What is a Cell?

A cell is the smallest, basic membrane-bound unit that contains the fundamental component of life. Cells are the structural, functional, and biological units of all living beings. 


Each cell contains a fluid called the cytoplasm, which is enclosed by a membrane. In the cytoplasm, several biomolecules are present such as proteins, nucleic acids and lipids. Cellular structures called cell organelles are also suspended in the cytoplasm.

The study of cells from their basic structure to every cell organelle’s functions is called Cell Biology. All organisms are made up of cells. They may be made up of a single cell called unicellular, or many cells called multicellular.  

Mycoplasmas are the smallest known cells. A cell can replicate itself independently. Therefore, they are known as the building blocks of life. They provide structure to the body and convert the nutrients taken from the food into energy.

Cells are complex, and their components perform various functions in an organism. They are of different shapes and sizes.

Cells are the lowest level of organization in every life form. From organism to organism, the count of cells can vary. Humans have several cells compared to bacteria

Cells contain several cell organelles that perform specialized functions to carry out life processes. Every organelle has a specific structure. The hereditary material of the organisms is also present in the cells.

Discovery of Cells

  • Robert Hooke discovered the cell in 1665. 
  • Robert Hooke observed a piece of bottle cork under a compound microscope and noticed minuscule structures that reminded him of small rooms. Consequently, he named these “rooms” as cells. However, his compound microscope had limited magnification, and hence, he could not see any details in the structure. Owing to this limitation, Hooke concluded that these were non-living entities.
  • After that, Anton Van Leeuwenhoek observed cells under another compound microscope with higher magnification. This time, he had noted that the cells exhibited some form of movement. Therefore Leeuwenhoek concluded that these microscopic entities were “alive.” Eventually, after a host of other observations, these entities were named animalcules.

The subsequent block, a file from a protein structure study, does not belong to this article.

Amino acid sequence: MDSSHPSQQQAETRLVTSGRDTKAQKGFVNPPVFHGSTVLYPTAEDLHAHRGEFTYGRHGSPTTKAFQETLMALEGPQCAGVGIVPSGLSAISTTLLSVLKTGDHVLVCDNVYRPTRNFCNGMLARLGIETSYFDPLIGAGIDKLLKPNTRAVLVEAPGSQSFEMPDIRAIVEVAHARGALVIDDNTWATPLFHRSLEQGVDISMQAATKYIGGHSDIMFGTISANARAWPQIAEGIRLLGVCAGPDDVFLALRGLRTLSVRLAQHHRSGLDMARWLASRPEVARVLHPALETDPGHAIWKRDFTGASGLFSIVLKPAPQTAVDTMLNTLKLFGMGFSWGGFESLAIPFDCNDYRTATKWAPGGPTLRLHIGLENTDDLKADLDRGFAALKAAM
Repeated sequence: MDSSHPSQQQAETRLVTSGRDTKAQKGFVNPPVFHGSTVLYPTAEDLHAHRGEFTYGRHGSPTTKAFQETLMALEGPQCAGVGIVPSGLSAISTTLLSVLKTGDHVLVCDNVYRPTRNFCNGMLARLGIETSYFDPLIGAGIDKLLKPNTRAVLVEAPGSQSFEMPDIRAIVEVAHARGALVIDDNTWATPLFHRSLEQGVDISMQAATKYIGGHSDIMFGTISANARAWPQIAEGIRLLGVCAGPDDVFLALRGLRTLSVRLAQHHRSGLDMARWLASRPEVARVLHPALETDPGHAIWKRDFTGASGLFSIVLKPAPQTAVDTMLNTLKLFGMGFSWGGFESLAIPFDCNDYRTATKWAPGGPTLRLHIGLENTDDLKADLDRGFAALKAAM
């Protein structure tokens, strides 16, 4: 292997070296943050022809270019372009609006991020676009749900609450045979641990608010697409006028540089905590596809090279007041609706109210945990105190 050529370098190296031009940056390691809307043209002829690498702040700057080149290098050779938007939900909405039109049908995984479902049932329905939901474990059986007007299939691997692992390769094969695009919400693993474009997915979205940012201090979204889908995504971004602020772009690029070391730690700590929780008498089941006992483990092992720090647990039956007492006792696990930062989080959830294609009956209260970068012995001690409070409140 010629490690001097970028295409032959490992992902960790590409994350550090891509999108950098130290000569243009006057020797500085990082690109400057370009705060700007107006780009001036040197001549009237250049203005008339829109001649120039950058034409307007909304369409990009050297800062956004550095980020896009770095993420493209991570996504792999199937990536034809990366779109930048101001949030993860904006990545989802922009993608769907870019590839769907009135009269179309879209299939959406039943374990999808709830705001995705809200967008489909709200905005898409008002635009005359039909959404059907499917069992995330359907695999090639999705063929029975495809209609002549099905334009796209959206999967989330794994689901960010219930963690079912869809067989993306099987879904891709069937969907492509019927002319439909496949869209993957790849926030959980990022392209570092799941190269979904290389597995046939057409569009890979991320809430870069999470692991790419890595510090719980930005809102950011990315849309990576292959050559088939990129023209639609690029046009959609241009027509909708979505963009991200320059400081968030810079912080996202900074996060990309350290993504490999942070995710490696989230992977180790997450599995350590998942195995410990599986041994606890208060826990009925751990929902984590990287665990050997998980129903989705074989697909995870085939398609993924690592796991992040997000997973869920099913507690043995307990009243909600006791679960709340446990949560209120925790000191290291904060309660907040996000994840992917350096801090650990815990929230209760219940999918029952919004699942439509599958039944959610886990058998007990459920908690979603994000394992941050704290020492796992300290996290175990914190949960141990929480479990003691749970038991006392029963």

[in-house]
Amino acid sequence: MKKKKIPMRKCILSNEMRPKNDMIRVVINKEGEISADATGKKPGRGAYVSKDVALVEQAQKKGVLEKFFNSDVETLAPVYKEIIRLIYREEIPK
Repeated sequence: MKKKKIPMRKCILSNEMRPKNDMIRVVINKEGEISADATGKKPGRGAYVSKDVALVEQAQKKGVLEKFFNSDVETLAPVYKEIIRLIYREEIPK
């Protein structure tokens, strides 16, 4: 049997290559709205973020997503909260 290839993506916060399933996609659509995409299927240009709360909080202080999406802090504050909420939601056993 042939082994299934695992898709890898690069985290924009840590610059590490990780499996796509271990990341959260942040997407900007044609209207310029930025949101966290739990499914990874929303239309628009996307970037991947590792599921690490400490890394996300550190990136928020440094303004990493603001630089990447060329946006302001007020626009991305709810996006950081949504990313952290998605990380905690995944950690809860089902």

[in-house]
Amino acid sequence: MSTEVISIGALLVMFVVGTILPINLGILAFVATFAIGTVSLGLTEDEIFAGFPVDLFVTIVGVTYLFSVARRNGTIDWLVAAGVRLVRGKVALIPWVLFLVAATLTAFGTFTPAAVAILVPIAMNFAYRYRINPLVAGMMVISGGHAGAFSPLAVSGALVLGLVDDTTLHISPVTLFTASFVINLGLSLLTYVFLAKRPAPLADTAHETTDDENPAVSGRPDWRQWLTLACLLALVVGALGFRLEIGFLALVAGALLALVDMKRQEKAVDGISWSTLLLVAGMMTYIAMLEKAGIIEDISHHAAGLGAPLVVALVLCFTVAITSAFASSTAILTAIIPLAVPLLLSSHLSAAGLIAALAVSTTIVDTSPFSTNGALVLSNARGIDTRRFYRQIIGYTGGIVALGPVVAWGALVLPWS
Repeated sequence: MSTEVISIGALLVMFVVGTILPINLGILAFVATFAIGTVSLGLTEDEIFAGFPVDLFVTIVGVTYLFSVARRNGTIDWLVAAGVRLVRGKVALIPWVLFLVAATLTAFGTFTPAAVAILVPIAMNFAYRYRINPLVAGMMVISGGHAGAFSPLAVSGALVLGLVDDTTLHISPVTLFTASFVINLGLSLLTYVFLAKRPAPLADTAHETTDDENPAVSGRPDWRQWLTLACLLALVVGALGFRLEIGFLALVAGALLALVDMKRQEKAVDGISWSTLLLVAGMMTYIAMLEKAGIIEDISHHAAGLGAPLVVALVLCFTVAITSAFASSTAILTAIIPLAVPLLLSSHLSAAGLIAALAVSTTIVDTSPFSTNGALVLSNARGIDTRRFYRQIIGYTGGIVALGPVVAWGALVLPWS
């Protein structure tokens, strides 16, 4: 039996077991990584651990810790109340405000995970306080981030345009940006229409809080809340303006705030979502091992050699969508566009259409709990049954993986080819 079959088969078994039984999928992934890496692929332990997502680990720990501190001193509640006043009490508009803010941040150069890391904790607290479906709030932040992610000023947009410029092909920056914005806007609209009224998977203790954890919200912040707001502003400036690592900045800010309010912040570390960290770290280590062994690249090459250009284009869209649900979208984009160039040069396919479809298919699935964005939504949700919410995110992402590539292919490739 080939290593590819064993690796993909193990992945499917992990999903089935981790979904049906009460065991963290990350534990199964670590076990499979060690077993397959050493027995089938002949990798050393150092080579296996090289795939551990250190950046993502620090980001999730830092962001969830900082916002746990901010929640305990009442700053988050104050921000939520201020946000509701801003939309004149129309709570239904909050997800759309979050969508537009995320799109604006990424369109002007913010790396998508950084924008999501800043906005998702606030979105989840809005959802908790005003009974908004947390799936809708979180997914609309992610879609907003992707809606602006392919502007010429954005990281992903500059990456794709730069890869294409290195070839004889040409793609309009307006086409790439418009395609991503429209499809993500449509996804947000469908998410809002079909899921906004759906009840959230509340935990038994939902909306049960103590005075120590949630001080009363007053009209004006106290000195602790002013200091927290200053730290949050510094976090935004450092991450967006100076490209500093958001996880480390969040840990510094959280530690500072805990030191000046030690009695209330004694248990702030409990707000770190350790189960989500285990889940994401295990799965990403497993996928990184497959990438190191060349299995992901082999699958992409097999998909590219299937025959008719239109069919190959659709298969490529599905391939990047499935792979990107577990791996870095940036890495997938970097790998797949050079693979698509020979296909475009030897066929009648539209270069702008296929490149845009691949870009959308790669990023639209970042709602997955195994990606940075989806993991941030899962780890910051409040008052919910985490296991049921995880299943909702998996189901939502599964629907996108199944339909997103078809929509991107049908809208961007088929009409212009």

• In 1883, Robert Brown, a Scottish botanist, provided the first insights into the cell structure. He was able to describe the nucleus present in the cells of orchids.

Characteristics of Cells

Following are the various essential characteristics of cells:

  • Cells provide structure and support to the body of an organism.
  • The cell interior is organized into different individual organelles surrounded by a separate membrane.
  • The nucleus holds genetic information necessary for reproduction and cell growth.
  • Every cell has one nucleus and membrane-bound organelles in the cytoplasm.
  • Mitochondria, a double membrane-bound organelle, are mainly responsible for the energy transactions vital for its survival.
  • The endoplasmic reticulum plays a significant role in the cell’s internal organization by synthesizing selective molecules and processing, directing and sorting them to their appropriate locations.

Types of Cells

Cells are of two types, such as: 

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  1. Prokaryotic Cells: Prokaryotic cells were the first form of life on Earth, characterized by having vital biological processes, including cell signaling. They are simpler and smaller than eukaryotic cells and lack a nucleus and other membrane-bound organelles. 

The DNA of a prokaryotic cell consists of a single circular chromosome in direct contact with the cytoplasm. The nuclear region in the cytoplasm is called the nucleoid. Most prokaryotes are the smallest of all organisms ranging from 0.5 to 2.0 μm in diameter. A prokaryotic cell has three regions:

  • Enclosing the cell is the cell envelope consisting of a plasma membrane covered by a cell wall that may be further covered by a third layer called a capsule for some bacteria. Though most prokaryotes have both a cell membrane and a cell wall, there are exceptions, such as bacteria and archaea, which only possess the cell membrane layer. The envelope gives rigidity to the cell and separates its interior from its environment, serving as a protective filter. The cell wall consists of peptidoglycan in bacteria and acts as an additional barrier against exterior forces.